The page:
|S.R. Karfelt/The Glitter Globe
People crowd Saint Peter's Basilica in tour groups and bus loads, some reverent, and some frantic. A sea of humanity moves through the grounds of the Vatican daily. The line to security is deeper than any airport line I've ever stood in. I had a mental list of what I wanted to see. After a couple weeks of travel I'd made it a short list. Three things really.
The Sistine Chapel
Because I'm a huge fan of Michelangelo.
It was number three on my list.
The view from the very top of Saint Peter's Basilica
Not from the inside, I mean up top.
It came in at number two.
I told Dear Hubby I wanted to see the statue of Kahtar.
It was first on my list.
Kahtar is a character who stormed into my head many years ago, demanding painstaking devotion to unearth his story. My immortal hero has walked the earth so long he doesn't even remember where he began, or why he can't end. Apparently memory is finite, he says, I don't know where I came from. Kahtar does remember when he was once called Longinus, and walked the earth as a Roman Centurion. It is a memory he longs to forget.
|Available for Order 11/10/2015
Kahtar finds out why he's immortal in the next book, the one coming out this month, but I digress. From the time I first put Kahtar's story on the page, I wanted to see the statue of Longinus at Saint Peter's. In my mind's eye they were one and the same, my fictional character, and this ancient warrior. Now Bernini never carved a statue of my immortal hero. He carved a Saint for the Catholic church. Yet somehow it inspired me through years of writing, and hundreds of thousands of words, even though I'd never even seen it.
|Inside Saint Peter's Basilica
Standing in the middle of the basilica with his mad scientist eyes glazed over from Ancient History Overload, Dear Hubby said, "Now what do you want to see in here?" That's what it had come down to at that point. He needed to hunt, conquer, and leave. The man was enduring. I understand enduring, that's how I do his fishing trips. I sympathized though, he'd been a trooper for two weeks, even when I spent hours taking pictures of ancient graffiti scrawled into the walls of the Colosseum.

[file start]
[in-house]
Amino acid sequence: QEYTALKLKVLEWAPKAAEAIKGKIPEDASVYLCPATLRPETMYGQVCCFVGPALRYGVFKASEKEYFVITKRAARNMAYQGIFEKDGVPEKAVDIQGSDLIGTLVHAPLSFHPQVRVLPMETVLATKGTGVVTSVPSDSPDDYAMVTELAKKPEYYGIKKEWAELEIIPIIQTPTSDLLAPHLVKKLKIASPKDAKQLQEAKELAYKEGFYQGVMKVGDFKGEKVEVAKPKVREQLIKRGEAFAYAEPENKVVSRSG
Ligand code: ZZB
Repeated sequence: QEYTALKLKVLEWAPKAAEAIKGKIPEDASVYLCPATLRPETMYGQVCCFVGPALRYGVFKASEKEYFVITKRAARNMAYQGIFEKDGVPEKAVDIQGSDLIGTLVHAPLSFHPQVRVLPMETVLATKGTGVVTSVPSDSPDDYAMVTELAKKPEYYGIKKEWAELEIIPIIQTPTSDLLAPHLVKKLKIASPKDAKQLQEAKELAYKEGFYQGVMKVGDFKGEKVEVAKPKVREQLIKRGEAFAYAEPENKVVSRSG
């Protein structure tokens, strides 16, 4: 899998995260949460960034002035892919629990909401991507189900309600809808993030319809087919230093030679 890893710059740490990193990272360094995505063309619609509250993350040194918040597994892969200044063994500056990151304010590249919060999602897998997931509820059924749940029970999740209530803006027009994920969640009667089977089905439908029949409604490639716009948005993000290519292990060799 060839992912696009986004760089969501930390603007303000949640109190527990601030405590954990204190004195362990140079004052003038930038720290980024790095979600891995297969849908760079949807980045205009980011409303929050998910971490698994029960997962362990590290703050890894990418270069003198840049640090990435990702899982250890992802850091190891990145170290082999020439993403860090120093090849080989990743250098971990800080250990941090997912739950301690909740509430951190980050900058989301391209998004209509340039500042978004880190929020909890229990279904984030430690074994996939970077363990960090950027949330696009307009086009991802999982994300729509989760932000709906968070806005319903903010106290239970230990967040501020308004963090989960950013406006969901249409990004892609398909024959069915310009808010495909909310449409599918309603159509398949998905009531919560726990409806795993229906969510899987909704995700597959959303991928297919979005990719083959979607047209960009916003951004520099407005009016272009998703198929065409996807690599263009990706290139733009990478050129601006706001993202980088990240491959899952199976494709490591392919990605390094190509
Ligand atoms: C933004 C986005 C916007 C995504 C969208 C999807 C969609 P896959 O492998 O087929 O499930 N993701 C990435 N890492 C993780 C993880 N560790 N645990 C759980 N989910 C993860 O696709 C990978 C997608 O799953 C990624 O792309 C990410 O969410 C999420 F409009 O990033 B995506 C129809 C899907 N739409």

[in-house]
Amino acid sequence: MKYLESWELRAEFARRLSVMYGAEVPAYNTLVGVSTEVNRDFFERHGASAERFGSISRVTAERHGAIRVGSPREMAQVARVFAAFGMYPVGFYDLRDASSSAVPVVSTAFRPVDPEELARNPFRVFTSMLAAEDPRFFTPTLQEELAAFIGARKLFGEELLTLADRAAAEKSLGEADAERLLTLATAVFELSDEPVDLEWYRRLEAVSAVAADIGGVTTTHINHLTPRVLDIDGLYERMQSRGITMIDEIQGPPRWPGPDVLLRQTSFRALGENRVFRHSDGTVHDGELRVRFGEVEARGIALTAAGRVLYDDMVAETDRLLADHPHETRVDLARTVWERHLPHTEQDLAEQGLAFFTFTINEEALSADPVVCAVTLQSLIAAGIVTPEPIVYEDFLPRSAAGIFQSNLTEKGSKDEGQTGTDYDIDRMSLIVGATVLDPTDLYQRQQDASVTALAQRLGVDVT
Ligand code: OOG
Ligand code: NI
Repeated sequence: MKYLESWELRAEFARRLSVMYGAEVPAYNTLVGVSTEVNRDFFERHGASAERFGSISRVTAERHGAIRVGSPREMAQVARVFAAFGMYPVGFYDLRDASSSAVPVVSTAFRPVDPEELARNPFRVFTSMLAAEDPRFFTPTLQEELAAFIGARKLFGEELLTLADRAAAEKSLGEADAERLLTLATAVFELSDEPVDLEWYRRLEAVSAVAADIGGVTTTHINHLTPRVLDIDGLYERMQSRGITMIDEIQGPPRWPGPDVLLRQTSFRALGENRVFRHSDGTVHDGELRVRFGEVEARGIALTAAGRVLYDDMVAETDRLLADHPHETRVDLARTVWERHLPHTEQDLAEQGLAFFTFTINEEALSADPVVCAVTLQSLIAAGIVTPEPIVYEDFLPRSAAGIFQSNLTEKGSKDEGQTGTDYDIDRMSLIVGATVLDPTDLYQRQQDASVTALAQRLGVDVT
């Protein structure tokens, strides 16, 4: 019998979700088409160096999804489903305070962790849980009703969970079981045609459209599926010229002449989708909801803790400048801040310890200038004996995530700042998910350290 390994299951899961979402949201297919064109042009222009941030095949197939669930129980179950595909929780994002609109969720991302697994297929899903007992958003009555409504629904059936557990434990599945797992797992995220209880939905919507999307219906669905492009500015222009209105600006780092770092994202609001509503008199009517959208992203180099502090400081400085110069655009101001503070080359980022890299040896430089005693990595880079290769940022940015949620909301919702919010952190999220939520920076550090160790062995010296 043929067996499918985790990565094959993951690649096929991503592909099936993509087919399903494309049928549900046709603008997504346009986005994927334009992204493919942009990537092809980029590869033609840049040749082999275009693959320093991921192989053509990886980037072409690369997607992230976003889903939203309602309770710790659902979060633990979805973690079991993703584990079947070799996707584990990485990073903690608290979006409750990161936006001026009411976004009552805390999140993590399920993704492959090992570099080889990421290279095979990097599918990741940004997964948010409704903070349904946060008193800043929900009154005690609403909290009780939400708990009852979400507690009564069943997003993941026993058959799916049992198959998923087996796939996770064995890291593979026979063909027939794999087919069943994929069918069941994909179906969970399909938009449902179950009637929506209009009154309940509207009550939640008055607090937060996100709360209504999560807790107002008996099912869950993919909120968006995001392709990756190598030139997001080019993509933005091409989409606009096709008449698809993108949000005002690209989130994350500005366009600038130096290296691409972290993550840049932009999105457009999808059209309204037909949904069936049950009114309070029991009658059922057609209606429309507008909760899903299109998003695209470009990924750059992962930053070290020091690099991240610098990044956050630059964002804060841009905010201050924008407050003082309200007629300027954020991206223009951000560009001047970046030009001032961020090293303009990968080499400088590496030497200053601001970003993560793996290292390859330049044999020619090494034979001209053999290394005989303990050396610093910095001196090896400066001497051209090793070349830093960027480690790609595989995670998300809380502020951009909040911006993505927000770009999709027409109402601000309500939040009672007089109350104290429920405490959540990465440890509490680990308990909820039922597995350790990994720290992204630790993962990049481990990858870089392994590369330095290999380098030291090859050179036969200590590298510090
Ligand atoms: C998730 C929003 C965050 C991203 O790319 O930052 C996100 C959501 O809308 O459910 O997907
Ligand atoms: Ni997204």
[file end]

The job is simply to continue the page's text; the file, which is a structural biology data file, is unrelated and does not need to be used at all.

"I want to see Bernini's statue of Longinus," I said, looking around. There are statues of 140 saints inside Saint Peter's. The church is massive. "He'll have a spear," I added, hoping that would narrow it down, certain this was going to take awhile and wondering if I could find a statue map online really quick.
"Kahtar's right there." Dear Hubby pointed. "I saw him as soon as we walked in." I fell in love with my husband all over again at that moment. The statue is gorgeous, larger than life like Kahtar himself. Somehow it looked exactly like I knew it would, perhaps bigger, like most everything at the Vatican.
Later we climbed the 448 feet to the top of the dome of the basilica. The first part of the climb takes place inside the dome where a catwalk allows you to gaze down into the church below. I could see Bernini's Longinus from there, my Kahtar. It's a strange thing, inspiration. It comes from where it comes. Fiction too is odd. You make something from nothing until it feels real. I couldn't help but wonder when Bernini carved that statue sixteen hundred years after Longinus lived, if he'd felt the same way.